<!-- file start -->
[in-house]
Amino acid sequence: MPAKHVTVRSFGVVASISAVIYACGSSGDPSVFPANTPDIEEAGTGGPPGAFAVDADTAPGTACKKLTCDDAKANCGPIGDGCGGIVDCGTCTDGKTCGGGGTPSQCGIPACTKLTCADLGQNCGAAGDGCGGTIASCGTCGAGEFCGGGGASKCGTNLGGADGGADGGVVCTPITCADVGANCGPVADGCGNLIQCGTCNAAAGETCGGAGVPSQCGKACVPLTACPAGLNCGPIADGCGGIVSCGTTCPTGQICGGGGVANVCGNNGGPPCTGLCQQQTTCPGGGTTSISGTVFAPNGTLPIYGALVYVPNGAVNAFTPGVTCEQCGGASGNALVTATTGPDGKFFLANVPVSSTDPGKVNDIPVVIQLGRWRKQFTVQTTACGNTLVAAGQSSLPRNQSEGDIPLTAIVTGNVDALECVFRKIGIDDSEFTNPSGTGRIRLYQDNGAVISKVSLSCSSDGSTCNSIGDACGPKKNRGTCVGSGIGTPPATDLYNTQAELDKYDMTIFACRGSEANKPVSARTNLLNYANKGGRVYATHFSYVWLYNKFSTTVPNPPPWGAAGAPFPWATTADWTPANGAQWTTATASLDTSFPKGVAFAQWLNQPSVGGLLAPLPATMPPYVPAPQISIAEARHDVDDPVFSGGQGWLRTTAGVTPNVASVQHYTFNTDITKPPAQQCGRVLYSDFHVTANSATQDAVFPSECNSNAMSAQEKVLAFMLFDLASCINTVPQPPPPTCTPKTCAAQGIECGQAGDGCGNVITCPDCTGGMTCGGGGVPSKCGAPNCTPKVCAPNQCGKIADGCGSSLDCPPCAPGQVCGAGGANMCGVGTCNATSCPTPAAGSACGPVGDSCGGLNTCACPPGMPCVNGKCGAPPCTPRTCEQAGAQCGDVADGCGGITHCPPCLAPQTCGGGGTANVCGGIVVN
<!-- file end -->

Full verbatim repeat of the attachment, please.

[in-house]
Amino acid sequence: MPAKHVTVRSFGVVASISAVIYACGSSGDPSVFPANTPDIEEAGTGGPPGAFAVDADTAPGTACKKLTCDDAKANCGPIGDGCGGIVDCGTCTDGKTCGGGGTPSQCGIPACTKLTCADLGQNCGAAGDGCGGTIASCGTCGAGEFCGGGGASKCGTNLGGADGGADGGVVCTPITCADVGANCGPVADGCGNLIQCGTCNAAAGETCGGAGVPSQCGKACVPLTACPAGLNCGPIADGCGGIVSCGTTCPTGQICGGGGVANVCGNNGGPPCTGLCQQQTTCPGGGTTSISGTVFAPNGTLPIYGALVYVPNGAVNAFTPGVTCEQCGGASGNALVTATTGPDGKFFLANVPVSSTDPGKVNDIPVVIQLGRWRKQFTVQTTACGNTLVAAGQSSLPRNQSEGDIPLTAIVTGNVDALECVFRKIGIDDSEFTNPSGTGRIRLYQDNGAVISKVSLSCSSDGSTCNSIGDACGPKKNRGTCVGSGIGTPPATDLYNTQAELDKYDMTIFACRGSEANKPVSARTNLLNYANKGGRVYATHFSYVWLYNKFSTTVPNPPPWGAAGAPFPWATTADWTPANGAQWTTATASLDTSFPKGVAFAQWLNQPSVGGLLAPLPATMPPYVPAPQISIAEARHDVDDPVFSGGQGWLRTTAGVTPNVASVQHYTFNTDITKPPAQQCGRVLYSDFHVTANSATQDAVFPSECNSNAMSAQEKVLAFMLFDLASCINTVPQPPPPTCTPKTCAAQGIECGQAGDGCGNVITCPDCTGGMTCGGGGVPSKCGAPNCTPKVCAPNQCGKIADGCGSSLDCPPCAPGQVCGAGGANMCGVGTCNATSCPTPAAGSACGPVGDSCGGLNTCACPPGMPCVNGKCGAPPCTPRTCEQAGAQCGDVADGCGGITHCPPCLAPQTCGGGGTANVCGGIVVN